Enzyme Lab

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Background Research
Enzymes are proteins that act as biological catalysts. A catalyst can be defined as a substance that increases the rate of a chemical reaction without itself undergoing any permanent chemical change. Enzymes are essential due to the fact that virtually every metabolic reaction which takes place within a living organism is catalyzed by an enzyme. This is because organisms catalyze the chemical reactions that would otherwise not be able to progress under typical physiological conditions, such as because they might require elevated temperatures or dissimilar pHs to proceed without a catalyst. Enzymes work by reducing the activation energy required for a chemical reaction to proceed.
The structure of enzymes is essential for their function. They are globular proteins, characteristic for being coiled into precise three-dimensional shape. Enzymes have hydrophilic R groups on the outside, which ensures that they are soluble. Furthermore, these molecules contain an active site.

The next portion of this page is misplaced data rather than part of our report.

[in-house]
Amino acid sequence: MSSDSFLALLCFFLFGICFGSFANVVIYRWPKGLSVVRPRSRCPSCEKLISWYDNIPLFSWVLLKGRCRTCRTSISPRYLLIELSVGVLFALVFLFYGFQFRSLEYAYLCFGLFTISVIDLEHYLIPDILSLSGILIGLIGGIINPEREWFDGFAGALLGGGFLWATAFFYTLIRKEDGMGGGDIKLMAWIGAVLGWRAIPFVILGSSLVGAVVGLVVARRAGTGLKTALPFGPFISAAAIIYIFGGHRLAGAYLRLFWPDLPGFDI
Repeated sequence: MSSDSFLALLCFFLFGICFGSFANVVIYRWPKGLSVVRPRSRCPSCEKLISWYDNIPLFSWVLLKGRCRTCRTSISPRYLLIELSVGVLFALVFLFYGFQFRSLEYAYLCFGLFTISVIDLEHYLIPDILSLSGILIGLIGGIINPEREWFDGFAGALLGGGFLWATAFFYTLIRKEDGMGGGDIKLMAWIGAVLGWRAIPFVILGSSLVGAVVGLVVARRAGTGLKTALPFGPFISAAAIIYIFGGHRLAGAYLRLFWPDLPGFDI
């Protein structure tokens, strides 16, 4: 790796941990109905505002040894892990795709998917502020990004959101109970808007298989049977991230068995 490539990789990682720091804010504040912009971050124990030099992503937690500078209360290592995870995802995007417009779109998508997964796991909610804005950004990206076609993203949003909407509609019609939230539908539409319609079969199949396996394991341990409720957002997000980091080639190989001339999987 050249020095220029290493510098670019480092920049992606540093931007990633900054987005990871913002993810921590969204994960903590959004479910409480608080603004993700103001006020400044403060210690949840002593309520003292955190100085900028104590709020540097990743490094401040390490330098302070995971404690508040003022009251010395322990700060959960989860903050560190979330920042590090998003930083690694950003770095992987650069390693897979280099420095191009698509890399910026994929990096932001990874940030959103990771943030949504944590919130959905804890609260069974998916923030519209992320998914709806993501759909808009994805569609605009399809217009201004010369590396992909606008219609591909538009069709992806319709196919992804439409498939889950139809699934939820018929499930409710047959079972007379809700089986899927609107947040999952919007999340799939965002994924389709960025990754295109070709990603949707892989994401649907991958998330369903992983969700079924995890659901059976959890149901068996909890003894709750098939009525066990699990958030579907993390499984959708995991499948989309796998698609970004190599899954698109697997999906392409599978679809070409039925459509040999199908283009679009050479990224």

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This is known as the enzyme’s substrate, and the active site on each enzyme is specific to only one type of substrate. There are two models representing how enzymes work. The first one, and oldest one, is known as the lock and key hypothesis. In this model, the enzyme’s active site is a perfect fit to a substrate. The substrate is the key and the enzyme is the lock. Temporary bonds are formed which hold the substrate with the enzyme’s R groups, forming an enzyme-substrate. The second model is known as the induced fit hypothesis. This is a newer explanation, due to evidence found that the enzyme or substarte can change shape slightly to accommodate a good fit. Regardless, enzymes can either break apart substrates (catabolic reaction) or join them (anabolic reaction).An enzyme product complex is shortly made before the release of the products. In the end, the enzyme is

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